Tourists gave Emiratis around $4.7bn in 2012
Visitors to the UAE spent around $4.7 billion via their Visa cards last year, a 17.1 per cent increase compared to the previous year.
According to the Visa Tourism Outlook UAE report, unveiled at the Arabian Hotel Investment Conference (AHIC) 2013, the top ten source markets accounted for 62.6 per cent of total tourism spend.
The UK continues to be the top source market to the UAE with British Visa cardholders spending $540.4 million in 2012, an increase of 10.4 per cent on the previous year. Russian visitors followed closely with transactions worth $444.6 million, an increase of 29.8 per cent.
Saudi Arabia was the third biggest source market for UAE tourism with the visitors spending $420.4 million through their Visa cards followed by US and China. Qatar constituted the top ten source markets last year with tourism receipts amounting up to $196.9 million, experiencing a sharp 56.9 per cent increase.
The tourist expenditure in the retail sector remained the highest with a $1.4 billion followed by the accommodation sector with $1.1 billion. The restaurants accounted for $75.3 million in tourist expenditure and a further $15.1 billion in fast food restaurants.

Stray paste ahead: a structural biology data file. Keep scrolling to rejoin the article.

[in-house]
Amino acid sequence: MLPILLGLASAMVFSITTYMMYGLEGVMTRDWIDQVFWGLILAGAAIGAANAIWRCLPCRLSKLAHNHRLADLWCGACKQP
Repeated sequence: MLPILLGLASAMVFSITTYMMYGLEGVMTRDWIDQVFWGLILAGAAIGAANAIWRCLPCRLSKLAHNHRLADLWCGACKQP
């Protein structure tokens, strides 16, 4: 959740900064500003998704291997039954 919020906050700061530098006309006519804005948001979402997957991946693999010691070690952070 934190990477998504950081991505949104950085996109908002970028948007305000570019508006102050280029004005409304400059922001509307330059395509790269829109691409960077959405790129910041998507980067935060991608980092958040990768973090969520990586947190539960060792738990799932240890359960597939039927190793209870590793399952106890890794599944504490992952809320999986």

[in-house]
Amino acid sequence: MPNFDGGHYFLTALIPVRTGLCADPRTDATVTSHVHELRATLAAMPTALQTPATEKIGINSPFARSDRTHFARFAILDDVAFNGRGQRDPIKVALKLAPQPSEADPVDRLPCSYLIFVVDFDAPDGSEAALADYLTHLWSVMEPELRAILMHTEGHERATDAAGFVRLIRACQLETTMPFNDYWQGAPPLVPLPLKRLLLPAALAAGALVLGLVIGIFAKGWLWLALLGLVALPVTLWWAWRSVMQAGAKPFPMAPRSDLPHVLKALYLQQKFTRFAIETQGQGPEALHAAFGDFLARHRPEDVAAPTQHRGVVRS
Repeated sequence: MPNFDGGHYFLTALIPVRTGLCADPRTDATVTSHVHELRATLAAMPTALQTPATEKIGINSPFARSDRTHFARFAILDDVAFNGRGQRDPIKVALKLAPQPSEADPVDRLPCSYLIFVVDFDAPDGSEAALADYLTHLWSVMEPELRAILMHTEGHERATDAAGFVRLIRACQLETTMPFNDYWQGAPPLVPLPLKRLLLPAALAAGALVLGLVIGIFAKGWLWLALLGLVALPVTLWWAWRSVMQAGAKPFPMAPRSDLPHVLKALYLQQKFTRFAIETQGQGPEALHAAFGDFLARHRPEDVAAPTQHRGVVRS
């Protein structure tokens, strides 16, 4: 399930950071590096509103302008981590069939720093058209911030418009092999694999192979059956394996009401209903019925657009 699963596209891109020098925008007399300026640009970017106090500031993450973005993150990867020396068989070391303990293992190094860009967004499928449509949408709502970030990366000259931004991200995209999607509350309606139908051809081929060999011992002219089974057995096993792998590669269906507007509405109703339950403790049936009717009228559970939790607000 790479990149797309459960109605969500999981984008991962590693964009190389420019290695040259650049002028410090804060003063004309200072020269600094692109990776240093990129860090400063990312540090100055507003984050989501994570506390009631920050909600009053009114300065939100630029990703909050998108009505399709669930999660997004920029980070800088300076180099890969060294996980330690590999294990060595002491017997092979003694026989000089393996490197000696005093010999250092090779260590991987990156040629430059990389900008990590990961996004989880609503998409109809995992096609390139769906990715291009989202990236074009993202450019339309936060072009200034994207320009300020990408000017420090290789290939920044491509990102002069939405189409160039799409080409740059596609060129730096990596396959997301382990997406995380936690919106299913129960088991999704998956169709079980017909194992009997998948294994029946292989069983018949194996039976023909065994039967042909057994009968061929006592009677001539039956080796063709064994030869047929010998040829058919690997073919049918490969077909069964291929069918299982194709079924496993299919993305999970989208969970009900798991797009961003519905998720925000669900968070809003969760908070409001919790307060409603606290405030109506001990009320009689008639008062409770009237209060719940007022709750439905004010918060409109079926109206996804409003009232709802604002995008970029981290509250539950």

The report also noted that the highest value of tourism receipts was recorded in January with the transaction amounting to $485.1 million, noting a 36 per cent increase from the previous year.
“Turning our transaction data into useful business information is one way Visa delivers value to businesses and countries where tourism are strong growth indicators – this has increased relevance to the UAE, where tourism contributes nearly 6.6 per cent of the country’s Gross Domestic Product ,” said Marcello Baricordi, general manager of Visa, UAE.
- UAE Visa cardholders spend $400 million abroad
- Saudi Visa cardholders are highest spenders in Middle East
- International tourism: One billion tourists and counting
- Well played: the UK has pushed the right buttons with the visa waiver extended to GCC citizens
- Egyptian tourism is increasing but figures still down on pre-revolution levels